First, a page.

Nature Table No.7. Batsford Bounty

Keeping your eyes trained downwards can lead to some great finds, especially at this time of year. A September forage at Batsford Arboretum turned up some really interesting ‘litter’ !

From Left to right:- Turkey Oak,Indian Horse Chestnut,Coast Redwood,Beech,Lebanon Oak, Alder, Giant Sequoia,Knopper Oak Gall.

I love Turkey Oaks because of their fantastic acorn cups.

The Turkey Oak (Quercus cerris) was introduced to Britain in 1735. It did not appear in the wild until 1905. It has rapidly colonised some areas and displaced native oaks.

Interestingly the acorns mature 18 months after pollination.

Turkey Oak is host to a gall forming wasp Andricus quercuscalicis ( I am making a separate post about this wasp and gall because it’s life cycle is interesting)

These tiny cones have surprising offspring -The Coast Redwood (Sequoia sempervirens)

These are the tallest trees ever recorded at 116M (20M taller than the Statue of Liberty)

The seeds are the size of an oatmeal flake !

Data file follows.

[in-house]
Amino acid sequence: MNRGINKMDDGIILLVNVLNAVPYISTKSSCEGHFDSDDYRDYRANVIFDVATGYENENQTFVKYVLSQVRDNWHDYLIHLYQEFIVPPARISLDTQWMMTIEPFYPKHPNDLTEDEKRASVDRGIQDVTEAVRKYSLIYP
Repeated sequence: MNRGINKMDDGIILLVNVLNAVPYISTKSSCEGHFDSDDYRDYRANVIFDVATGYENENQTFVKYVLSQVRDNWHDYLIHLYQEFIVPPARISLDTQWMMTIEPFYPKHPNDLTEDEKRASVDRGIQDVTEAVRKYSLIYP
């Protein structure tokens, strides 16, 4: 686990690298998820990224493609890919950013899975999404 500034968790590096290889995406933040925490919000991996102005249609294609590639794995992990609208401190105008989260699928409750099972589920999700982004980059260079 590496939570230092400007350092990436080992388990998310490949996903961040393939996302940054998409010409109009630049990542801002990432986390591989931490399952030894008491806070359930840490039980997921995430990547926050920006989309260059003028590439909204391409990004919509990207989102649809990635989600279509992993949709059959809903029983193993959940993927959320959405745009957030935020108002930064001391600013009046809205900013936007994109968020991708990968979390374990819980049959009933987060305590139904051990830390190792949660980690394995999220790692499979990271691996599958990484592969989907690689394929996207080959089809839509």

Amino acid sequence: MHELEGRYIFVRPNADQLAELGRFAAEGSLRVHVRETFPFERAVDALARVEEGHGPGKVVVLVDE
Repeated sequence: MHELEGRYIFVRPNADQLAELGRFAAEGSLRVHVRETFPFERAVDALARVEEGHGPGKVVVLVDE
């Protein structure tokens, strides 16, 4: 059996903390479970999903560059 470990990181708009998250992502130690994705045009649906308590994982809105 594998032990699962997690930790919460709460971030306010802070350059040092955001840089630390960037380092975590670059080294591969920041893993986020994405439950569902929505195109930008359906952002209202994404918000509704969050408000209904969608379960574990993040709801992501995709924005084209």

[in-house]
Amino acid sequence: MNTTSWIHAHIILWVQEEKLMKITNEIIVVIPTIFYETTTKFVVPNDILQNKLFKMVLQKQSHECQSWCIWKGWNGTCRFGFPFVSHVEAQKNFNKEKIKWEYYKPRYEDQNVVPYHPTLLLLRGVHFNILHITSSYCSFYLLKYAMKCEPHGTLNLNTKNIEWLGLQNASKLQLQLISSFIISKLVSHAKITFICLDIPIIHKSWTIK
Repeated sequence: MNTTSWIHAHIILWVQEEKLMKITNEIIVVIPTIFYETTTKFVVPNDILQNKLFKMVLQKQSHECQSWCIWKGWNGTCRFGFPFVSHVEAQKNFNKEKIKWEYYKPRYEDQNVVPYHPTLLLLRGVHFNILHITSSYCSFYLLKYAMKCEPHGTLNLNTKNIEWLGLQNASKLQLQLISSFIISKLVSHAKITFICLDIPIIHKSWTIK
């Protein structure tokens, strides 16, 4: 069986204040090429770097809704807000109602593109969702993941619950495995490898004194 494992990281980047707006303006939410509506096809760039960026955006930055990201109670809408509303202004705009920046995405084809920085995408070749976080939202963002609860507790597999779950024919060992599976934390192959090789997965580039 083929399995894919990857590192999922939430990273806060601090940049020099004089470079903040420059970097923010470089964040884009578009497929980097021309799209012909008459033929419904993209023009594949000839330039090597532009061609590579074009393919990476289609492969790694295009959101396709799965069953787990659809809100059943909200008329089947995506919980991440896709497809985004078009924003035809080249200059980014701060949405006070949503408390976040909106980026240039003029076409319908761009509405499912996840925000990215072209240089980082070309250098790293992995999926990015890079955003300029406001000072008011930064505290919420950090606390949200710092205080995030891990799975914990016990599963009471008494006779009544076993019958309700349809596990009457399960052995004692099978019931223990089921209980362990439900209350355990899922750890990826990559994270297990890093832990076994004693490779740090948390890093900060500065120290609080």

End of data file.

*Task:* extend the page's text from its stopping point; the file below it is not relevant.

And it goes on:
Next up another giant, the Giant Sequoia cones (Sequoiadodendron giganteum)

This diagram shows both of these cones clearly.

The Giant Sequoia is the most massive tree in the world. The oldest Giant Sequoia dated from its trunk rings was 3,200 years old.

The largest recorded tree is called General Sherman and has a trunk diameter of 35 feet. It is 2000 years old !!

The bark of both these trees is really interesting, it is very fibrous and very high in tannins ( which gives it the red colour)

This bark is :-

  • resistant to fungus
    Resistant to insect infestation.
    Insulating against fire protecting the living wood inside.
  • There is evidence that these ancient trees have survived many fires over 20-30 centuries.
  • They are amazing in so many ways.
  • The other unusual tree on the nature table is the Indian Horse Chestnut .(Aesculus indica)
  • Unlike the more common Horse Chestnut we usually see , European (Aesculus hippocastatum) the fruits on this tree are smooth and look a lot like a woody fig.
  • In India the leaves are used as fodder for cattle . The seeds are ground to make a bitter flour called tattawakher , mixed with wheat flour to make chapatis , halwa a sweet meat and sometimes as a porridge called Dalia in fasting periods.
  • It’s amazing the journey across the globe you can have in an hours stroll around the arboretum!

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